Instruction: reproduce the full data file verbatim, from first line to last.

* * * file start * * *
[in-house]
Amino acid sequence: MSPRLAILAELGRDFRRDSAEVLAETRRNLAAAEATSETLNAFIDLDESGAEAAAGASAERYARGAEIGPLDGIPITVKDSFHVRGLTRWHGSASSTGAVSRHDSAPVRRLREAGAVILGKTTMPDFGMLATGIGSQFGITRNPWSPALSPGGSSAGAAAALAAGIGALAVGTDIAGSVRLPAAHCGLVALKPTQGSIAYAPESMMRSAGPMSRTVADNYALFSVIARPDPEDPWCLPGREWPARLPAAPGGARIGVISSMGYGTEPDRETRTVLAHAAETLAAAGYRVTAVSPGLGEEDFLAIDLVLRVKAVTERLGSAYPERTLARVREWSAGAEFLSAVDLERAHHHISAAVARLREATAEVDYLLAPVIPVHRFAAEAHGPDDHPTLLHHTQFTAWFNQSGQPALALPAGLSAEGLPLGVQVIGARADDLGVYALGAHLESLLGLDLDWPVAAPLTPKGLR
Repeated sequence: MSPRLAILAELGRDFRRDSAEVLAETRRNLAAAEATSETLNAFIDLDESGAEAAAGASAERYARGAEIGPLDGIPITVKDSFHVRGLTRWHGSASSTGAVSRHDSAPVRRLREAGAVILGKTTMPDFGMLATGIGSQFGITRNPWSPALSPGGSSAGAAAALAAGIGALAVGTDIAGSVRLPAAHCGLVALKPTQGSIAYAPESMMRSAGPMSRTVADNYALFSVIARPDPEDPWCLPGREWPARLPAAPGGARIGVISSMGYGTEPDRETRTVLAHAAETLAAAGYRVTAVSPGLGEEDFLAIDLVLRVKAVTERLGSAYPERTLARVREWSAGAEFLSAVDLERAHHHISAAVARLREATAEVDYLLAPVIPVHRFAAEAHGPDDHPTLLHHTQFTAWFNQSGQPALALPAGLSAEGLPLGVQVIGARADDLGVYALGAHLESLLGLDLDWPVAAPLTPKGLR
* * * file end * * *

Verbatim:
[in-house]
Amino acid sequence: MSPRLAILAELGRDFRRDSAEVLAETRRNLAAAEATSETLNAFIDLDESGAEAAAGASAERYARGAEIGPLDGIPITVKDSFHVRGLTRWHGSASSTGAVSRHDSAPVRRLREAGAVILGKTTMPDFGMLATGIGSQFGITRNPWSPALSPGGSSAGAAAALAAGIGALAVGTDIAGSVRLPAAHCGLVALKPTQGSIAYAPESMMRSAGPMSRTVADNYALFSVIARPDPEDPWCLPGREWPARLPAAPGGARIGVISSMGYGTEPDRETRTVLAHAAETLAAAGYRVTAVSPGLGEEDFLAIDLVLRVKAVTERLGSAYPERTLARVREWSAGAEFLSAVDLERAHHHISAAVARLREATAEVDYLLAPVIPVHRFAAEAHGPDDHPTLLHHTQFTAWFNQSGQPALALPAGLSAEGLPLGVQVIGARADDLGVYALGAHLESLLGLDLDWPVAAPLTPKGLR
Repeated sequence: MSPRLAILAELGRDFRRDSAEVLAETRRNLAAAEATSETLNAFIDLDESGAEAAAGASAERYARGAEIGPLDGIPITVKDSFHVRGLTRWHGSASSTGAVSRHDSAPVRRLREAGAVILGKTTMPDFGMLATGIGSQFGITRNPWSPALSPGGSSAGAAAALAAGIGALAVGTDIAGSVRLPAAHCGLVALKPTQGSIAYAPESMMRSAGPMSRTVADNYALFSVIARPDPEDPWCLPGREWPARLPAAPGGARIGVISSMGYGTEPDRETRTVLAHAAETLAAAGYRVTAVSPGLGEEDFLAIDLVLRVKAVTERLGSAYPERTLARVREWSAGAEFLSAVDLERAHHHISAAVARLREATAEVDYLLAPVIPVHRFAAEAHGPDDHPTLLHHTQFTAWFNQSGQPALALPAGLSAEGLPLGVQVIGARADDLGVYALGAHLESLLGLDLDWPVAAPLTPKGLR